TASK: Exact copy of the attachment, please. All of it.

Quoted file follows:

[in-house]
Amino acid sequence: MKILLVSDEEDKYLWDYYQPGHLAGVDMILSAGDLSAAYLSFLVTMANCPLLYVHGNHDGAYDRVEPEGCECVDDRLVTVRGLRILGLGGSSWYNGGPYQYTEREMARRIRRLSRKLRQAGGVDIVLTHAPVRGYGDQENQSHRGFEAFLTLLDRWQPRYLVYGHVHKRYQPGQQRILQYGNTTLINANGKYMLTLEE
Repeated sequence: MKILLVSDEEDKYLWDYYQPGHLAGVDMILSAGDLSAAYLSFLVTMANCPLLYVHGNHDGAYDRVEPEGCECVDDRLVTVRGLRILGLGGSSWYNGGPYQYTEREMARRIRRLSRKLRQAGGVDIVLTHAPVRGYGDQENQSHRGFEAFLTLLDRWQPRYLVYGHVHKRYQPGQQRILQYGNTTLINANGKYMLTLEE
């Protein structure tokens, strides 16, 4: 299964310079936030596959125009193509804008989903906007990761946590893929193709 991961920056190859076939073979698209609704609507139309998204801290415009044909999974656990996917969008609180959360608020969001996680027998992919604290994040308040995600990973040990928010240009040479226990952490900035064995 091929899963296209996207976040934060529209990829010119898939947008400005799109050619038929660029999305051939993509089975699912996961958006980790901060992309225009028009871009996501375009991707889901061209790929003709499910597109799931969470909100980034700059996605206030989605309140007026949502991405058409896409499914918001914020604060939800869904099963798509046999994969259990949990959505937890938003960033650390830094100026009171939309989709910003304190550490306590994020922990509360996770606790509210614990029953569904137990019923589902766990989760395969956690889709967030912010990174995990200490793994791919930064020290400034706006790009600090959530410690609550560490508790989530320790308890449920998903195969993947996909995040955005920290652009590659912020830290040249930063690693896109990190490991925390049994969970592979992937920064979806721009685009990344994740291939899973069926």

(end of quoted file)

[in-house]
Amino acid sequence: MKILLVSDEEDKYLWDYYQPGHLAGVDMILSAGDLSAAYLSFLVTMANCPLLYVHGNHDGAYDRVEPEGCECVDDRLVTVRGLRILGLGGSSWYNGGPYQYTEREMARRIRRLSRKLRQAGGVDIVLTHAPVRGYGDQENQSHRGFEAFLTLLDRWQPRYLVYGHVHKRYQPGQQRILQYGNTTLINANGKYMLTLEE
Repeated sequence: MKILLVSDEEDKYLWDYYQPGHLAGVDMILSAGDLSAAYLSFLVTMANCPLLYVHGNHDGAYDRVEPEGCECVDDRLVTVRGLRILGLGGSSWYNGGPYQYTEREMARRIRRLSRKLRQAGGVDIVLTHAPVRGYGDQENQSHRGFEAFLTLLDRWQPRYLVYGHVHKRYQPGQQRILQYGNTTLINANGKYMLTLEE
């Protein structure tokens, strides 16, 4: 299964310079936030596959125009193509804008989903906007990761946590893929193709 991961920056190859076939073979698209609704609507139309998204801290415009044909999974656990996917969008609180959360608020969001996680027998992919604290994040308040995600990973040990928010240009040479226990952490900035064995 091929899963296209996207976040934060529209990829010119898939947008400005799109050619038929660029999305051939993509089975699912996961958006980790901060992309225009028009871009996501375009991707889901061209790929003709499910597109799931969470909100980034700059996605206030989605309140007026949502991405058409896409499914918001914020604060939800869904099963798509046999994969259990949990959505937890938003960033650390830094100026009171939309989709910003304190550490306590994020922990509360996770606790509210614990029953569904137990019923589902766990989760395969956690889709967030912010990174995990200490793994791919930064020290400034706006790009600090959530410690609550560490508790989530320790308890449920998903195969993947996909995040955005920290652009590659912020830290040249930063690693896109990190490991925390049994969970592979992937920064979806721009685009990344994740291939899973069926």